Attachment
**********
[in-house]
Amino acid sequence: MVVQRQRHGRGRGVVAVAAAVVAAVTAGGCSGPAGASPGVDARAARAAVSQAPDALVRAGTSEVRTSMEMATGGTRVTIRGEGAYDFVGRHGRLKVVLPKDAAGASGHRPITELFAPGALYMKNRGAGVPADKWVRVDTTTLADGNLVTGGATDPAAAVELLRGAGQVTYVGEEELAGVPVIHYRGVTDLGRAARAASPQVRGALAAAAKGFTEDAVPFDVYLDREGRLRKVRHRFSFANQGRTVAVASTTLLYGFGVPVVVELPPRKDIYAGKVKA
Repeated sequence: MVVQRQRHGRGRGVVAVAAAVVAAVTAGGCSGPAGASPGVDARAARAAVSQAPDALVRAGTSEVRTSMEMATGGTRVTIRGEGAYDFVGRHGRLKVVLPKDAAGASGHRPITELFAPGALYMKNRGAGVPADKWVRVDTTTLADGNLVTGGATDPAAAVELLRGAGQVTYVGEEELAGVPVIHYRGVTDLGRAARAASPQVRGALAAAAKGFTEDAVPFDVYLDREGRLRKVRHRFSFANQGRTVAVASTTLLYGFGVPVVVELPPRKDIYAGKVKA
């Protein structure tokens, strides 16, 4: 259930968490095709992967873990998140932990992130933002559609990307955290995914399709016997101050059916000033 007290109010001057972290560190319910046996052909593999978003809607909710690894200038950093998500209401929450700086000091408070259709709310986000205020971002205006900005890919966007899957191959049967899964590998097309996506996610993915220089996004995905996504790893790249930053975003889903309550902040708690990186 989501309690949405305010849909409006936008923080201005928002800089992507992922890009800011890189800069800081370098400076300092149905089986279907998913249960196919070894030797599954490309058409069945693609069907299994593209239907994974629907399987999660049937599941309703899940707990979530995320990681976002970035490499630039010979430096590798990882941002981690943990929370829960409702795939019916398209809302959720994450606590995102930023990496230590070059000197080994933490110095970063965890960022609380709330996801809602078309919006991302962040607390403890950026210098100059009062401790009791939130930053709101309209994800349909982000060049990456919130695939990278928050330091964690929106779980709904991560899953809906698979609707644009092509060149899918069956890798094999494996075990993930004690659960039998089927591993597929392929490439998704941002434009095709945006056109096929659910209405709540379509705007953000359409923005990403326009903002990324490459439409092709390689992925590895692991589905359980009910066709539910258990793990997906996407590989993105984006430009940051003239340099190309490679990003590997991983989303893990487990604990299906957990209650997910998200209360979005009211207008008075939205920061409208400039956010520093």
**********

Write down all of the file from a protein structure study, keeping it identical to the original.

[in-house]
Amino acid sequence: MVVQRQRHGRGRGVVAVAAAVVAAVTAGGCSGPAGASPGVDARAARAAVSQAPDALVRAGTSEVRTSMEMATGGTRVTIRGEGAYDFVGRHGRLKVVLPKDAAGASGHRPITELFAPGALYMKNRGAGVPADKWVRVDTTTLADGNLVTGGATDPAAAVELLRGAGQVTYVGEEELAGVPVIHYRGVTDLGRAARAASPQVRGALAAAAKGFTEDAVPFDVYLDREGRLRKVRHRFSFANQGRTVAVASTTLLYGFGVPVVVELPPRKDIYAGKVKA
Repeated sequence: MVVQRQRHGRGRGVVAVAAAVVAAVTAGGCSGPAGASPGVDARAARAAVSQAPDALVRAGTSEVRTSMEMATGGTRVTIRGEGAYDFVGRHGRLKVVLPKDAAGASGHRPITELFAPGALYMKNRGAGVPADKWVRVDTTTLADGNLVTGGATDPAAAVELLRGAGQVTYVGEEELAGVPVIHYRGVTDLGRAARAASPQVRGALAAAAKGFTEDAVPFDVYLDREGRLRKVRHRFSFANQGRTVAVASTTLLYGFGVPVVVELPPRKDIYAGKVKA
């Protein structure tokens, strides 16, 4: 259930968490095709992967873990998140932990992130933002559609990307955290995914399709016997101050059916000033 007290109010001057972290560190319910046996052909593999978003809607909710690894200038950093998500209401929450700086000091408070259709709310986000205020971002205006900005890919966007899957191959049967899964590998097309996506996610993915220089996004995905996504790893790249930053975003889903309550902040708690990186 989501309690949405305010849909409006936008923080201005928002800089992507992922890009800011890189800069800081370098400076300092149905089986279907998913249960196919070894030797599954490309058409069945693609069907299994593209239907994974629907399987999660049937599941309703899940707990979530995320990681976002970035490499630039010979430096590798990882941002981690943990929370829960409702795939019916398209809302959720994450606590995102930023990496230590070059000197080994933490110095970063965890960022609380709330996801809602078309919006991302962040607390403890950026210098100059009062401790009791939130930053709101309209994800349909982000060049990456919130695939990278928050330091964690929106779980709904991560899953809906698979609707644009092509060149899918069956890798094999494996075990993930004690659960039998089927591993597929392929490439998704941002434009095709945006056109096929659910209405709540379509705007953000359409923005990403326009903002990324490459439409092709390689992925590895692991589905359980009910066709539910258990793990997906996407590989993105984006430009940051003239340099190309490679990003590997991983989303893990487990604990299906957990209650997910998200209360979005009211207008008075939205920061409208400039956010520093």